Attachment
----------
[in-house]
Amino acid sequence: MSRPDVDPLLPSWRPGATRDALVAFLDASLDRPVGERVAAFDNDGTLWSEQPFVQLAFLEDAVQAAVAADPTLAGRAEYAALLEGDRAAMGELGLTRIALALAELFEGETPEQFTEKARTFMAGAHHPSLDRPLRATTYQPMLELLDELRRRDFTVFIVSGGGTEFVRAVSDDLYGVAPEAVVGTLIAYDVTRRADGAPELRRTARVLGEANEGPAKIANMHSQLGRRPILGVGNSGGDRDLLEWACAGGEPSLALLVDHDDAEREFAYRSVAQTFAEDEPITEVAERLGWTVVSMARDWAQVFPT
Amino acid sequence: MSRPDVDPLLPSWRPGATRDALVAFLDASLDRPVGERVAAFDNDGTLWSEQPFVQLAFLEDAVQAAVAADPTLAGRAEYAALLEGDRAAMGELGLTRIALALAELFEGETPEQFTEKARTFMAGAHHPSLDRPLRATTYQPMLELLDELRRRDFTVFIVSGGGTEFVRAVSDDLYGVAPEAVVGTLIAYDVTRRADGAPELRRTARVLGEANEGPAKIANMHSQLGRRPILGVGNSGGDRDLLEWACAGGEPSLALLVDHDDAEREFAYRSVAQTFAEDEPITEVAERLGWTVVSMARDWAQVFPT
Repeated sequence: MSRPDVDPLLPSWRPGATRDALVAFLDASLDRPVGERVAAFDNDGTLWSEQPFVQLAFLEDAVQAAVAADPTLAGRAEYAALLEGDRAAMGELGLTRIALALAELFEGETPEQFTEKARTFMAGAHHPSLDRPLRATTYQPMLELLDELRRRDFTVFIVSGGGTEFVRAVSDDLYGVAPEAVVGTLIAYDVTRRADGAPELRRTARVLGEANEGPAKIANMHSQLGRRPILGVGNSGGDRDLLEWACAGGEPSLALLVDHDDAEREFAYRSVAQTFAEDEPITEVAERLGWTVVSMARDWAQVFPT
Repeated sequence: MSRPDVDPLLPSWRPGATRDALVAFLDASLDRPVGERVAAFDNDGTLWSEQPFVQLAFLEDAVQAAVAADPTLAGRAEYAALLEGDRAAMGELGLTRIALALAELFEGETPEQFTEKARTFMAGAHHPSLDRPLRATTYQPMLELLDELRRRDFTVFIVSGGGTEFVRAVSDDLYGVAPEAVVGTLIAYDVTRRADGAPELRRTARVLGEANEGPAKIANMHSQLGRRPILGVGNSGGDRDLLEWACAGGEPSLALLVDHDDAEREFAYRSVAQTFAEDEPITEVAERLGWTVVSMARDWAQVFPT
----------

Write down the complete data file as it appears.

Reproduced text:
[in-house]
Amino acid sequence: MSRPDVDPLLPSWRPGATRDALVAFLDASLDRPVGERVAAFDNDGTLWSEQPFVQLAFLEDAVQAAVAADPTLAGRAEYAALLEGDRAAMGELGLTRIALALAELFEGETPEQFTEKARTFMAGAHHPSLDRPLRATTYQPMLELLDELRRRDFTVFIVSGGGTEFVRAVSDDLYGVAPEAVVGTLIAYDVTRRADGAPELRRTARVLGEANEGPAKIANMHSQLGRRPILGVGNSGGDRDLLEWACAGGEPSLALLVDHDDAEREFAYRSVAQTFAEDEPITEVAERLGWTVVSMARDWAQVFPT
Amino acid sequence: MSRPDVDPLLPSWRPGATRDALVAFLDASLDRPVGERVAAFDNDGTLWSEQPFVQLAFLEDAVQAAVAADPTLAGRAEYAALLEGDRAAMGELGLTRIALALAELFEGETPEQFTEKARTFMAGAHHPSLDRPLRATTYQPMLELLDELRRRDFTVFIVSGGGTEFVRAVSDDLYGVAPEAVVGTLIAYDVTRRADGAPELRRTARVLGEANEGPAKIANMHSQLGRRPILGVGNSGGDRDLLEWACAGGEPSLALLVDHDDAEREFAYRSVAQTFAEDEPITEVAERLGWTVVSMARDWAQVFPT
Repeated sequence: MSRPDVDPLLPSWRPGATRDALVAFLDASLDRPVGERVAAFDNDGTLWSEQPFVQLAFLEDAVQAAVAADPTLAGRAEYAALLEGDRAAMGELGLTRIALALAELFEGETPEQFTEKARTFMAGAHHPSLDRPLRATTYQPMLELLDELRRRDFTVFIVSGGGTEFVRAVSDDLYGVAPEAVVGTLIAYDVTRRADGAPELRRTARVLGEANEGPAKIANMHSQLGRRPILGVGNSGGDRDLLEWACAGGEPSLALLVDHDDAEREFAYRSVAQTFAEDEPITEVAERLGWTVVSMARDWAQVFPT
Repeated sequence: MSRPDVDPLLPSWRPGATRDALVAFLDASLDRPVGERVAAFDNDGTLWSEQPFVQLAFLEDAVQAAVAADPTLAGRAEYAALLEGDRAAMGELGLTRIALALAELFEGETPEQFTEKARTFMAGAHHPSLDRPLRATTYQPMLELLDELRRRDFTVFIVSGGGTEFVRAVSDDLYGVAPEAVVGTLIAYDVTRRADGAPELRRTARVLGEANEGPAKIANMHSQLGRRPILGVGNSGGDRDLLEWACAGGEPSLALLVDHDDAEREFAYRSVAQTFAEDEPITEVAERLGWTVVSMARDWAQVFPT